To learn more about Georgetown's herd and the schedule of activities for the day, click here: Better yet, come to town and see them in person.  

Though I have a variety of wool at The Quilted Purl, none of it comes from the Bighorn Sheep.  However, you could celebrate the day by knitting!

Interested in learning more?  How about this?

Devil’s Gate History Club encourages you to attend the following special event:

“Alpine Wildlife”


Mary McCormac
of Colorado Parks and Wildlife

as part of the annual Bighorn Sheep Festival
Friday, November 9, 2012
at 7:00 p.m.
in the Georgetown Community Center
This event is free and open to the public.

Thursday, October 25, 2012

To Market, to market to buy a fat...

I'm off to market tomorrow, but hopefully will be buying a fat quarter rather than a fat pig!  In fact, I hope to buy many, many fat quarters in addition to checking out the best and latest in the quilt world.  The International Quilt Market in Houston, I read today, is the largest in the world.  This will be my second trip to the market and if last year is any indication, it should be terrific.  Not only will I have the fun of the Market, but my sister-in-law Nancy will meet me in Houston and the two of us will spend the weekend with my cousin Rosemary and her husband Tom.  Family, fun, and quilts  - doesn't get much better than this!

Wednesday, October 3, 2012

Sights Around Georgetown on a Wednesday Morning

My first thought was this day is too beautiful for a Wednesday, then the words of one of my favorite hymns came to mind, "This is the day the Lord has made." So, I believe it is as beautiful as it is supposed to be.  Enjoy the walk, and why not do what the sign says and STOP by sometime!

Wednesday, September 26, 2012

Termination or Anticipation?

Termination Dust - Alaska

On my recent travels in Alaska, I learned a new term, "termination dust."  As we made our way on the Yukon and White Pass Rail Road to the Yukon Territory in Canada, our guide announced that termination dust had fallen over night, the first of the season.  The mountains were capped with a light dusting of snow signaling the end of the summer season and the coming "termination" of summer employment for many.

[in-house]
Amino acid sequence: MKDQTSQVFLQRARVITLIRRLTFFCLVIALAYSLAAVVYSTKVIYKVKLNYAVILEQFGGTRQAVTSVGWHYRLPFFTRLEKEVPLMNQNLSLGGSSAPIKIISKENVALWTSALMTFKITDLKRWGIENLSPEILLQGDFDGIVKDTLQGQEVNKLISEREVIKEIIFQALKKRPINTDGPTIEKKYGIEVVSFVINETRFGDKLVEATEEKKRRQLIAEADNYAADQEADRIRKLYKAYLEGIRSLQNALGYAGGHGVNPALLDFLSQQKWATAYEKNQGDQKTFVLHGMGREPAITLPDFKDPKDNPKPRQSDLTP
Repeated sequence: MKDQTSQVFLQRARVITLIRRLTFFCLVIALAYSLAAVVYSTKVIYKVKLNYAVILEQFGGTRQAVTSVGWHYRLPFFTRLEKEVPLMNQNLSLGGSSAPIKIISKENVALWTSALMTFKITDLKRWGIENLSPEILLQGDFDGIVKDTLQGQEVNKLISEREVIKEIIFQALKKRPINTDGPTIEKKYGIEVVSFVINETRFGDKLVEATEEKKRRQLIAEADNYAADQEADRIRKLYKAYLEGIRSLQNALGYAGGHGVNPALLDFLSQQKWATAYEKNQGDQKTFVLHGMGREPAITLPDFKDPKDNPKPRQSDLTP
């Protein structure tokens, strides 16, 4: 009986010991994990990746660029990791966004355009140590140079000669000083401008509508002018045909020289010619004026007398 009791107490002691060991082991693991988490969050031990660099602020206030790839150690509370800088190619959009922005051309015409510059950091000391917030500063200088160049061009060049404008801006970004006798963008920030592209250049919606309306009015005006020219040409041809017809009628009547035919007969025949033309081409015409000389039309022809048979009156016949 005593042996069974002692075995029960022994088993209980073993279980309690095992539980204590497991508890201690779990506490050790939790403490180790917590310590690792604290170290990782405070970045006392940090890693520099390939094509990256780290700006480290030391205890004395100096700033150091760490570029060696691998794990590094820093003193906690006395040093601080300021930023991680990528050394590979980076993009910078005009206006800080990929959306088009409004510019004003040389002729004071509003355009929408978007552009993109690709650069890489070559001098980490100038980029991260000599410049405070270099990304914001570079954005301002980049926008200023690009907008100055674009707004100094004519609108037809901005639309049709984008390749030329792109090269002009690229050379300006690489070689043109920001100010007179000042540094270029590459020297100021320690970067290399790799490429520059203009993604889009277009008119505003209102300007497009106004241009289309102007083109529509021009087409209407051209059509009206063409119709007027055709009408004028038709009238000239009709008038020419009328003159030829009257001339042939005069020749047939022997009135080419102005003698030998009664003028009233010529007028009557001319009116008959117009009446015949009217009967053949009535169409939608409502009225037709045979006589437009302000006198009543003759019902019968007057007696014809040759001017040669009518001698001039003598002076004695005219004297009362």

This morning as I turned the corner on to 7th St., I saw our own termination dust on one of the many mountains surrounding our valley.  But with 2.5 inches of snow yesterday at the Loveland Ski Area just 10 miles up the road whetting appetites for ski season, perhaps we should call it anticipation dust!

Anticipation Dust - look closely !

Thursday, September 13, 2012

Wonderful Sites and Sights

Now that's a cabbage!  Cole Slaw for the population of Alaska!

My husband and I recently returned from an Alaskan trip that included a cruise of the Inside Passage and a trip to Denali, finally ending in Fairbanks.  Since it's said that a picture is worth a thousand words, I'll let my camera do most of the talking.

Sunset at sea on the Inside Passage

At both the Saxman Native Village in Ketchikan and the Chena Native Village in Fairbanks, I was greatly impressed by the number of youth who were part of the tourist programs. These young people are in positions of trust and importance as they share their native cultures and languages with the folks who come to visit.  What an eye to the future the elders of these tribes have to entrust so much in their young people.

Saxman Native Village Dance 
Chena Village Athabascan Piecework!

In Ketchikan, we had fun watching the antics of young loggers at the Great Alaskan Lumberjacks show,

but not until I had stopped by the lovely Silver Thimble Quilt Shop just across the way to pick up a few batik fat quarters with an Alaskan theme.  If you're in town, I recommend all three stops!

Juneau was literally a washout as it poured all day and both our float plane trip over the glaciers and whale watch excursion were cancelled.  On to Skagway!

Along the White Horse and Yukon Route
From Skagway, we took a fantastic train ride on the White Pass and Yukon Route, seeing the 18 inch path that hopeful gold rushers took to find their fortune. This was followed by a stop at Liarsville, a camp set up by the journalists of the gold rush days where we enjoyed an outdoor salmon bake (best salmon I have ever had!), panning for gold, and a dramatic and humorous poetic recitation. My best find there was a rusted old Singer sewing machine in the combination laundry /fortune teller tent.  My fortunes connected with laundry are simply that it will all be dirty again in a couple of days!
Fortunes Told $1 - no mention of how much a quilt might cost!

At the Rushin' Tailor's quilt shop in Skagway, I found some brilliant material to go with a Matryoshka doll we picked up for our granddaughter's birthday.  Shhhhh!